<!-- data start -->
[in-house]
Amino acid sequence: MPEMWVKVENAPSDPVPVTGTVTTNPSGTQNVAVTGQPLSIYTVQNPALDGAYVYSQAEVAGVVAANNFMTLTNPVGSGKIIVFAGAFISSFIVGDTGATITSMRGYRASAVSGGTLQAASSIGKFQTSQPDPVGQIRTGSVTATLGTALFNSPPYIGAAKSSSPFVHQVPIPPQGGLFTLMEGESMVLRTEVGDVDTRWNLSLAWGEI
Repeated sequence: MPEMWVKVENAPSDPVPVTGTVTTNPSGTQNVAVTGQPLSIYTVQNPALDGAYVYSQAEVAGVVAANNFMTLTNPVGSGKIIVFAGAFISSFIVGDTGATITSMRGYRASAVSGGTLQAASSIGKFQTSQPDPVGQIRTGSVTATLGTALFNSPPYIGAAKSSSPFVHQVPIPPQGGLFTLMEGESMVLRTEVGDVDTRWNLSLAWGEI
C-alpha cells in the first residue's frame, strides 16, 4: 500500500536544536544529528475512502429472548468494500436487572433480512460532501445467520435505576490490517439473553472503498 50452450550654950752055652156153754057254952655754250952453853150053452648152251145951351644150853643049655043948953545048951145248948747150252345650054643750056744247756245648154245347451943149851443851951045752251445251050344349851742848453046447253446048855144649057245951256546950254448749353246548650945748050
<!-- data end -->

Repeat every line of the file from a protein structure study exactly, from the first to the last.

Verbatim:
[in-house]
Amino acid sequence: MPEMWVKVENAPSDPVPVTGTVTTNPSGTQNVAVTGQPLSIYTVQNPALDGAYVYSQAEVAGVVAANNFMTLTNPVGSGKIIVFAGAFISSFIVGDTGATITSMRGYRASAVSGGTLQAASSIGKFQTSQPDPVGQIRTGSVTATLGTALFNSPPYIGAAKSSSPFVHQVPIPPQGGLFTLMEGESMVLRTEVGDVDTRWNLSLAWGEI
Repeated sequence: MPEMWVKVENAPSDPVPVTGTVTTNPSGTQNVAVTGQPLSIYTVQNPALDGAYVYSQAEVAGVVAANNFMTLTNPVGSGKIIVFAGAFISSFIVGDTGATITSMRGYRASAVSGGTLQAASSIGKFQTSQPDPVGQIRTGSVTATLGTALFNSPPYIGAAKSSSPFVHQVPIPPQGGLFTLMEGESMVLRTEVGDVDTRWNLSLAWGEI
C-alpha cells in the first residue's frame, strides 16, 4: 500500500536544536544529528475512502429472548468494500436487572433480512460532501445467520435505576490490517439473553472503498 50452450550654950752055652156153754057254952655754250952453853150053452648152251145951351644150853643049655043948953545048951145248948747150252345650054643750056744247756245648154245347451943149851443851951045752251445251050344349851742848453046447253446048855144649057245951256546950254448749353246548650945748050